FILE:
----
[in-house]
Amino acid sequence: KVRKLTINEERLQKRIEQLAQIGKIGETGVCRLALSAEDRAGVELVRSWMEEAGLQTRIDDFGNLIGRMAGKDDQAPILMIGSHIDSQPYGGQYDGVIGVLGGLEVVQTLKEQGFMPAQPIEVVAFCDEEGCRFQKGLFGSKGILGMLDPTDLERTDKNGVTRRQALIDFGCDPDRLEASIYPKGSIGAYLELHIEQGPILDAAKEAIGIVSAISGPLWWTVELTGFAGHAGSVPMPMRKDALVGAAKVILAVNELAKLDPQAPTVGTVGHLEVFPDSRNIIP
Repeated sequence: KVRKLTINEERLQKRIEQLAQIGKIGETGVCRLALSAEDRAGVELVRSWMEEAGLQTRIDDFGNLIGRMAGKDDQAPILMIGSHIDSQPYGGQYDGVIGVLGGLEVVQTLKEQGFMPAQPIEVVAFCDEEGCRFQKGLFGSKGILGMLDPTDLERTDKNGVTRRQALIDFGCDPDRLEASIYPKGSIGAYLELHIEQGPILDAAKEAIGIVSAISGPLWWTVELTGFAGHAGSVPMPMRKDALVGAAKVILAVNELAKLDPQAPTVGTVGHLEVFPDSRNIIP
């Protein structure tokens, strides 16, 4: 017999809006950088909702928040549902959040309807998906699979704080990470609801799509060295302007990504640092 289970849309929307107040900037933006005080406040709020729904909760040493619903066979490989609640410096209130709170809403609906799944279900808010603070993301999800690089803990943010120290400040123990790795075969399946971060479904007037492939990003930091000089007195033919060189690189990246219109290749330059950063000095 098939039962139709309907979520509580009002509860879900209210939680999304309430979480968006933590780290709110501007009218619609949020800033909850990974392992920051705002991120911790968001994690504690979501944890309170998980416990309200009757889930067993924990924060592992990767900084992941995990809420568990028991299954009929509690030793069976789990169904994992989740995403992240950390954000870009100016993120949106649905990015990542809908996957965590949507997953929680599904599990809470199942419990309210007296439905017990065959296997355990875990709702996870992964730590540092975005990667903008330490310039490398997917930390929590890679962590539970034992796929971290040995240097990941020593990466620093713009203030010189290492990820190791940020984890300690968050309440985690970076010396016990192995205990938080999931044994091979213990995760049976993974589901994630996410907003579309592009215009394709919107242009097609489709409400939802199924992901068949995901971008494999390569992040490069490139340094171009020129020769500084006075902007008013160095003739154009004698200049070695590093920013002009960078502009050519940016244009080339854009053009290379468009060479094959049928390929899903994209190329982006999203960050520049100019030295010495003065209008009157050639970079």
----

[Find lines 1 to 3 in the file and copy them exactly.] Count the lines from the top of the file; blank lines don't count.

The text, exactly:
[in-house]
Amino acid sequence: KVRKLTINEERLQKRIEQLAQIGKIGETGVCRLALSAEDRAGVELVRSWMEEAGLQTRIDDFGNLIGRMAGKDDQAPILMIGSHIDSQPYGGQYDGVIGVLGGLEVVQTLKEQGFMPAQPIEVVAFCDEEGCRFQKGLFGSKGILGMLDPTDLERTDKNGVTRRQALIDFGCDPDRLEASIYPKGSIGAYLELHIEQGPILDAAKEAIGIVSAISGPLWWTVELTGFAGHAGSVPMPMRKDALVGAAKVILAVNELAKLDPQAPTVGTVGHLEVFPDSRNIIP
Repeated sequence: KVRKLTINEERLQKRIEQLAQIGKIGETGVCRLALSAEDRAGVELVRSWMEEAGLQTRIDDFGNLIGRMAGKDDQAPILMIGSHIDSQPYGGQYDGVIGVLGGLEVVQTLKEQGFMPAQPIEVVAFCDEEGCRFQKGLFGSKGILGMLDPTDLERTDKNGVTRRQALIDFGCDPDRLEASIYPKGSIGAYLELHIEQGPILDAAKEAIGIVSAISGPLWWTVELTGFAGHAGSVPMPMRKDALVGAAKVILAVNELAKLDPQAPTVGTVGHLEVFPDSRNIIP